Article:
How the size of fat cells may affect obesity risks

By Staff 7 Min Read

  • Researchers report that large fat cells may help with decreases in body weight, body-mass index (BMI), and total body fat.
  • In the study, researchers said they also found that certain types of small fat cells can conversely cause increases in body weight, BMI, and total body fat.
  • The scientists said measuring a person’s fat cells could help with weight management.

A new study presented at the European Congress on Obesity in Venice, Italy, has concluded that there is a significant correlation between the size of fat cells and future weight issues.

The researchers said they discovered that individuals with larger fat cells tend to lose weight over time while people with smaller fat cells are more likely to gain weight.

They said these findings, which have not been published yet in a peer-reviewed journal, could potentially revolutionize the understanding of weight management.

The study involved a comprehensive measurement of cell volume and the number of fat cells in abdominal fat in samples from 260 participants.

These individuals, with an average age of 44 and an average body mass index (BMI) of 32, were tracked over 15 years.

At the end of the study, the scientists measured body weight, BMI, and total body fat.

Individuals who were taking anti-obesity drugs or undergoing bariatric surgery were excluded from the study to ensure the accuracy of the results.

The researchers said many large fat cells were associated with decreased body weight, BMI, and total body fat. Having fewer but small fat cells correlated with increases in all three measurements, whether the person had obesity or not.

The association between fat cell volume and changes in body weight, BMI, and total body fat remained significant when the researchers adjusted for age, physical activity, length of follow-up, and gender.

Peter Arner, one of the study’s authors and a professor at the Karolinska Institutet in Sweden, explained that small fat cells might increase the risk of gaining weight but may also present some advantages.

“It is well known that people with small fat cells have a better metabolic profile than people who are the same weight but have large fat cells,” Arner said in a press release.

“This means that if someone with small fat cells does gain weight, it may not raise their risk of conditions such as type 2 diabetes and high blood pressure as much as if they had large fat cells,” he added.

Medical experts consider smaller fat cells healthier. Fat cells can shrink after exercise, but it isn’t always clear whether the size reduction is from exercise or weight loss, which often accompanies an exercise program.

Research published in the Journal of Physiology in 2022 set out to find out why. That study included 36 men with obesity who exercised for 12 weeks.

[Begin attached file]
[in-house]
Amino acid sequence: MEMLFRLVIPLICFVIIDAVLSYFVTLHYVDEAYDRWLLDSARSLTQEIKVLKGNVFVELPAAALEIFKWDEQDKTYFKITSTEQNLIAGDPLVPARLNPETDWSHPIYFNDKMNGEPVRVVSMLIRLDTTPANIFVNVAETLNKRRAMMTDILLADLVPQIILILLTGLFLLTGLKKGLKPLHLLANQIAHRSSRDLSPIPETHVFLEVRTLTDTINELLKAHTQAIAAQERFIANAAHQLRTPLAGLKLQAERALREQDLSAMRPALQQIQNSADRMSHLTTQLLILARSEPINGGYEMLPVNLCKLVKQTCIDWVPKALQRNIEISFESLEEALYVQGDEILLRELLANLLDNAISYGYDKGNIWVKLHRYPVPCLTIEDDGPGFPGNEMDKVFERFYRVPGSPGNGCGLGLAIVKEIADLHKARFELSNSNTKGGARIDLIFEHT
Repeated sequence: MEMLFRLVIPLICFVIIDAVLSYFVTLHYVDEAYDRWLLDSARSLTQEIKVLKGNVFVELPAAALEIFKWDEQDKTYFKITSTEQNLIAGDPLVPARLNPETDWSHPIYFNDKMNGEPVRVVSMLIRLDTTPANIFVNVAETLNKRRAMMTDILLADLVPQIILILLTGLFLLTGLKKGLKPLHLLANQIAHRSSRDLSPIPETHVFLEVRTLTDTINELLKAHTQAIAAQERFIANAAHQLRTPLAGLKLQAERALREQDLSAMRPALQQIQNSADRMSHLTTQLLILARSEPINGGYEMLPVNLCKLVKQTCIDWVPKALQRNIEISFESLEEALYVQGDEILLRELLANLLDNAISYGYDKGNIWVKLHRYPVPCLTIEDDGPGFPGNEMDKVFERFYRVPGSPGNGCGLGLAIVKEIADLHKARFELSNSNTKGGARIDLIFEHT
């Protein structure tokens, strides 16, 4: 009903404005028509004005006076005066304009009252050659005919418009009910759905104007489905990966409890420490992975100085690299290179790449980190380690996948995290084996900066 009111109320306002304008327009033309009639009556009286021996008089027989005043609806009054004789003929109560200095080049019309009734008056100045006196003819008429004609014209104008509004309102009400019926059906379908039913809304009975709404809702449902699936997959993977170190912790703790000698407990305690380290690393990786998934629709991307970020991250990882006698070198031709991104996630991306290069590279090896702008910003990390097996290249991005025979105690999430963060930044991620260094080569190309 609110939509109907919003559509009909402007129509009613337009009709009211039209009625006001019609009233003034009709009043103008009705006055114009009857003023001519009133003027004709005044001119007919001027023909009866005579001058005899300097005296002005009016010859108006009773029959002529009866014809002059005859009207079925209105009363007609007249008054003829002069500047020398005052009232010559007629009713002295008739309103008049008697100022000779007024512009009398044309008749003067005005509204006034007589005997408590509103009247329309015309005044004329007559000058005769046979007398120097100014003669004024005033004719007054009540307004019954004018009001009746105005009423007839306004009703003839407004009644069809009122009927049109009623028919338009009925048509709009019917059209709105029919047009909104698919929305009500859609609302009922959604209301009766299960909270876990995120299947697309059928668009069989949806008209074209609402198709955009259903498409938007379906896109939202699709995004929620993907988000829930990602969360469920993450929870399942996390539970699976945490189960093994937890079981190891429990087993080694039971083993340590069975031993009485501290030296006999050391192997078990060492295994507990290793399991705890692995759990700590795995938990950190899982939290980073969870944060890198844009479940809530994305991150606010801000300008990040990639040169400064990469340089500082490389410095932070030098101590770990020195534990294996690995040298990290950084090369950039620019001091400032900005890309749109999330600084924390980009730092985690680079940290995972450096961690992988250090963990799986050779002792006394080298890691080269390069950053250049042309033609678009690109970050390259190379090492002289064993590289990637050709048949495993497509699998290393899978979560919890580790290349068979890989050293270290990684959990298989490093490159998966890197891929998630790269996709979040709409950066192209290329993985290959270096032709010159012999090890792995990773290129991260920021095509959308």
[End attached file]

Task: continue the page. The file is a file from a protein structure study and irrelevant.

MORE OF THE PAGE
The scientists monitored the men’s diet during the study to ensure they didn’t lose weight. Then, they studied the fat cells and concluded that exercise, not weight loss, made the cells healthier. The cells also became smaller and had less inflammation.

The fat tissue could then take in excess calories from eating. The bodily improvements from exercise and simple movement aren’t just muscle improvements. The researchers said they also improve the health of cells by shrinking large fat cells.

The scientists in the new study concluded that fat cell volume strongly influenced long-term changes in body weight.

They said this finding opens up new possibilities for early intervention in weight management. Measuring fat cell volume early in life, they said, could help individuals avoid weight issues later in life, offering hope in the battle against obesity.

“This was an interesting study, but I didn’t see anything in it that would change how I approach patients, said Dr. Mir Ali, a bariatric surgeon and the medical director of MemorialCare Surgical Weight Loss Center at Orange Coast Medical Center in California. “Everyone still needs to find the diet that works best for them and to lose weight, you still need to cut back on the amount of food you eat.”

“Losing weight or holding on to weight does have a genetic component, but most people can push through that and when cutting back on calories, lose weight,” Ali, who wasn’t involved in the research, told Medical News Today. “When you lose weight, your fat cells do shrink, but when you regain weight, they get larger.”

“We all know the person that is thin no matter how much they eat. This is a matter of metabolism, not the size or type of fat cells,” noted Ali.

Researchers say that understanding the size of fat cells in an individual could help with weight management.

In the press release, Arner said, “It could be of great clinical value to have information about fat cell size before starting a weight management program. If it is the case that those with large fat cells find it easier to lose weight, those with smaller cells could be given extra support.”

“Unfortunately, there isn’t an easy way of measuring fat cell size at present, but it is something we are working on, and we’re close to coming up with a solution,” he added.

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